When the proposed Act’s approach to BMZs is considered in full and in context, it is clear that the Bill offers an innovative and context-specific approach to biodiversity protection. Under the proposed Act, BMZs and their corresponding restrictions can be spatially and temporally dynamic. For example, a BMZ could be implemented in a particular area that is known to be nesting habitat for a species of bird for certain months of the year. During the rest of the year, when the bird is elsewhere, the BMZ status could be inactive, enabling other uses of the area to occur.
Importantly, whereas section 15 of the proposed Act allows the Minister to create a BMZ on Crown land with the approval of Cabinet, section 16 allows the Minister to enter into an agreement with private landowners to create BMZs on privately-owned land. In other words, the Bill does not allow the Minister to create BMZs on privately-owned land without landowners’ consent.
Bill 4 is not an Expropriation Act—Nova Scotia already has one of those. I understand that confusion about the Bill may be causing private landowners to fear that it will give the government power to interfere with their privately-owned lands, but the reality is that the Bill only allows government to create a BMZ on privately-owned lands in circumstances where private landowners have given their consent. Additionally, under the proposed Biodiversity Act, if a landowner agrees to have a BMZ on their land, their agreement with the government may include compensation.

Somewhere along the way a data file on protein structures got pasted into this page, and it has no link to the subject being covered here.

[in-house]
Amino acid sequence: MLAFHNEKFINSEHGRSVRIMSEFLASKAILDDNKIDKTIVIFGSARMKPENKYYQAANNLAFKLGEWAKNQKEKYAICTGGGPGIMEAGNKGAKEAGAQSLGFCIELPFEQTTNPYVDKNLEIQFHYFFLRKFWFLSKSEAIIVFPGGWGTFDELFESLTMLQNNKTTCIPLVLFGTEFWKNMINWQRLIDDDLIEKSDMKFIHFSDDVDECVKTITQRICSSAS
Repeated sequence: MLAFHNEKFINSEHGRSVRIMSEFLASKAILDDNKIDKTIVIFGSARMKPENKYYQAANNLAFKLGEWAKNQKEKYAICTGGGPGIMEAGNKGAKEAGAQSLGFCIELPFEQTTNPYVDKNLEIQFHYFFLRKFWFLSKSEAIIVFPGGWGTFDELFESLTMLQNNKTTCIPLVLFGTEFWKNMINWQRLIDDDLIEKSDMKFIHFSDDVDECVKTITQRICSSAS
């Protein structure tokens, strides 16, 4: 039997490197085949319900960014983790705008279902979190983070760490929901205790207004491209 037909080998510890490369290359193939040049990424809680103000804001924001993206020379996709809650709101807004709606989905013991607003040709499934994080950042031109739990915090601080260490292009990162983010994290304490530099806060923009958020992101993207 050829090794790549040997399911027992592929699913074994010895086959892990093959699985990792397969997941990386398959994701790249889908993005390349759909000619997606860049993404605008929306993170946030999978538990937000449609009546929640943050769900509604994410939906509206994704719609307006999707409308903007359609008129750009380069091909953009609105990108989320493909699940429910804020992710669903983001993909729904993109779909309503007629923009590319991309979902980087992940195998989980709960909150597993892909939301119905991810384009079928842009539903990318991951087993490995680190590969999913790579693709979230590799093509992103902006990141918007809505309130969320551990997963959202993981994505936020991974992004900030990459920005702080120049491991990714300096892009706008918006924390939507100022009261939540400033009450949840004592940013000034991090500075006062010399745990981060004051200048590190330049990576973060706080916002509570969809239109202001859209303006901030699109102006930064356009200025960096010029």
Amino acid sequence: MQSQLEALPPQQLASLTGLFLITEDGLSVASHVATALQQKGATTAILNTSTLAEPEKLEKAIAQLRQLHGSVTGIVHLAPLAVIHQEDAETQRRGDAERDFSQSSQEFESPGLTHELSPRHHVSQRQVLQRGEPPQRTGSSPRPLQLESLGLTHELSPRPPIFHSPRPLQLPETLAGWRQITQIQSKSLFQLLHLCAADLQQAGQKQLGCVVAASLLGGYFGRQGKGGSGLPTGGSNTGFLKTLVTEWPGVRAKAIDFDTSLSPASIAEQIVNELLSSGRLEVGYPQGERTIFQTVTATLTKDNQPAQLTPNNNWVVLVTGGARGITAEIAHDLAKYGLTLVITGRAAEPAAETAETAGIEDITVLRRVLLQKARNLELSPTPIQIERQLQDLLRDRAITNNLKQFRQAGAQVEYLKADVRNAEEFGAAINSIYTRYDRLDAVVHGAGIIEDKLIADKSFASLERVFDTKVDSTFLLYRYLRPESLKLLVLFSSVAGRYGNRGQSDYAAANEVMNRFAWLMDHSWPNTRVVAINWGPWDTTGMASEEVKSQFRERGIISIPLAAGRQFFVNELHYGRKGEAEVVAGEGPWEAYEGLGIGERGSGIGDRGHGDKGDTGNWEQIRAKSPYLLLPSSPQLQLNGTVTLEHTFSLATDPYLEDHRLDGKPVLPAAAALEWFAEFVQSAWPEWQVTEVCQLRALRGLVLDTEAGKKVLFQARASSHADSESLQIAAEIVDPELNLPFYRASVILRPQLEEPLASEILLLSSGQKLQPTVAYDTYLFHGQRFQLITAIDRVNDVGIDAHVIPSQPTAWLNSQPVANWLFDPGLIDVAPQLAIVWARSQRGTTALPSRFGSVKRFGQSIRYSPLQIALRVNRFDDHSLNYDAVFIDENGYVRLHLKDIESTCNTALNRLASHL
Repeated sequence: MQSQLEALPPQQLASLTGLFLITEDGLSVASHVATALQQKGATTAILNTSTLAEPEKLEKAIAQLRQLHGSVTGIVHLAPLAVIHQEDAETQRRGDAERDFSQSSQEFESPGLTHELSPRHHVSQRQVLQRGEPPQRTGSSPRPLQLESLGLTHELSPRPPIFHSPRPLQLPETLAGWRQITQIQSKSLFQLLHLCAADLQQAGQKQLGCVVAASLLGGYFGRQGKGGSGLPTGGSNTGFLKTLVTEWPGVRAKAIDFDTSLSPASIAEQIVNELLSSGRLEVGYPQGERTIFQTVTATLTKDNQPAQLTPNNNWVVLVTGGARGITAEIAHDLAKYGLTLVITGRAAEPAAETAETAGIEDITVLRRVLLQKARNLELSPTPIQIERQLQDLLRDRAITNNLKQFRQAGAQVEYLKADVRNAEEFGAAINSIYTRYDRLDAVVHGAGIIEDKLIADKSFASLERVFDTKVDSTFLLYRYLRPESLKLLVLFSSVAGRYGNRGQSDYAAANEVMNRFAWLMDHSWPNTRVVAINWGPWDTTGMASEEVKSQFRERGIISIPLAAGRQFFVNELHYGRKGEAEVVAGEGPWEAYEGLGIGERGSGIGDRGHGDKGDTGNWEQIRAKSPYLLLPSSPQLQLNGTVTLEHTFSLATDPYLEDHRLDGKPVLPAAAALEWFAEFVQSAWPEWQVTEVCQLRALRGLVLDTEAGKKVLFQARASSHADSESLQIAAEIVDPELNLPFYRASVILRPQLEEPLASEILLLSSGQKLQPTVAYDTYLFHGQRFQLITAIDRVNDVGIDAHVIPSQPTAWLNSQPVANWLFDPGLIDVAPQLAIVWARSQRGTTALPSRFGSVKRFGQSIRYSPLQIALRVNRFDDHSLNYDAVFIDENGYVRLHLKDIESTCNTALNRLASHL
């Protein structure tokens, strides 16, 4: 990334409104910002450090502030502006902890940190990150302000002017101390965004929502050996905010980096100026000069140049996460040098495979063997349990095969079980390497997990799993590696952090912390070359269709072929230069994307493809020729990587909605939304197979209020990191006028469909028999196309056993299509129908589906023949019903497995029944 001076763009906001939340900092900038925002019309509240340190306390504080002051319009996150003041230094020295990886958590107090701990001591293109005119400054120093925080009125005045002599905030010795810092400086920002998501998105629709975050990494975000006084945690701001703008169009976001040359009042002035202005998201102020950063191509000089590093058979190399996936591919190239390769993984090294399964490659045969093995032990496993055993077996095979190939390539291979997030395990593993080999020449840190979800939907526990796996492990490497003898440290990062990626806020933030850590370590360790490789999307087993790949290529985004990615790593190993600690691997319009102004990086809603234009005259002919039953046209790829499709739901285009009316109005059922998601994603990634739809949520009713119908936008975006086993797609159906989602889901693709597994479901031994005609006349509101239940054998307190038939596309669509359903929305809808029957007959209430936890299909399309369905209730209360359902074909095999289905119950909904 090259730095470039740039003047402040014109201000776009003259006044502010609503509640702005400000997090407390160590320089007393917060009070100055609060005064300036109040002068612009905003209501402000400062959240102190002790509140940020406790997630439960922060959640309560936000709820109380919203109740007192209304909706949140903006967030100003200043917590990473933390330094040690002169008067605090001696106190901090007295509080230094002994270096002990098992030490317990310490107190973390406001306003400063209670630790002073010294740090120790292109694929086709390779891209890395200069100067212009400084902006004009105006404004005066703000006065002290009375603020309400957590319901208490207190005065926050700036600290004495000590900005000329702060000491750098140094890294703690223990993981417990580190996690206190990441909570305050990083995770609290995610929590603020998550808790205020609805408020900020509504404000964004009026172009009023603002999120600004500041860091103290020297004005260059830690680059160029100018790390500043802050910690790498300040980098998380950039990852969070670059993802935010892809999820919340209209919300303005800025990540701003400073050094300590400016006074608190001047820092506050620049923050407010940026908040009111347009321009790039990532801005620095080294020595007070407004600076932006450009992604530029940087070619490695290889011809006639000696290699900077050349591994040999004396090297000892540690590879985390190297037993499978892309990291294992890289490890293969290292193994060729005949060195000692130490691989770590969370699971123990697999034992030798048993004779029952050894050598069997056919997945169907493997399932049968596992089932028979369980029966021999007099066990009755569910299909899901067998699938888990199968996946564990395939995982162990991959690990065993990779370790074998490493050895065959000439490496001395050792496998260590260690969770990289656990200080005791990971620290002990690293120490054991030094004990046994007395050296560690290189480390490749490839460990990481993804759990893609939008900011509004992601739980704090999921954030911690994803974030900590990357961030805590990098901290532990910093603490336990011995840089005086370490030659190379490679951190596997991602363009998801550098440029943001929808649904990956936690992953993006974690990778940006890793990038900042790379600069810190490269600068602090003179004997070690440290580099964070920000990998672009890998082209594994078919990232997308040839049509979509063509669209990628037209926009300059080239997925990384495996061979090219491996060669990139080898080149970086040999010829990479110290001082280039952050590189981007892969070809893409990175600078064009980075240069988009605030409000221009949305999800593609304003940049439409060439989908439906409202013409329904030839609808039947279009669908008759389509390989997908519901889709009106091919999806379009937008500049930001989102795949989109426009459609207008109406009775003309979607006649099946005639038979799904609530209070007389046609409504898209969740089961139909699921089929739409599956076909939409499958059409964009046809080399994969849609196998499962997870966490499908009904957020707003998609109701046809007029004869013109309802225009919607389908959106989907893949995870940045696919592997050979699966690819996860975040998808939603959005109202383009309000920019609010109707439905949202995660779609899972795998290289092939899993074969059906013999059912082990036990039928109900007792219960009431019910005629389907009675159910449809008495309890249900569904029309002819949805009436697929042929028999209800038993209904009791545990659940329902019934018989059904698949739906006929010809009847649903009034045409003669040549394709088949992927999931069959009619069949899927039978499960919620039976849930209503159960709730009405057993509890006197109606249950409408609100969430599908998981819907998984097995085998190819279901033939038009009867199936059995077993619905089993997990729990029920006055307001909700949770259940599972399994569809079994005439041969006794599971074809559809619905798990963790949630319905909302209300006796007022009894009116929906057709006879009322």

Notably, the power given to the Minister by the proposed Biodiversity Act is more limited than the power the Minister has under Nova Scotia’s Endangered Species Act (passed in 1998) to designate privately-owned lands as core habitats for endangered or threatened species and prohibit activities that could harm the species in question. Under the Endangered Species Act, the Minister can designate core habitat areas on privately-owned lands without landowners’ consent. That law has been in place for more than 20 years in Nova Scotia and has not yet eroded property owners’ rights.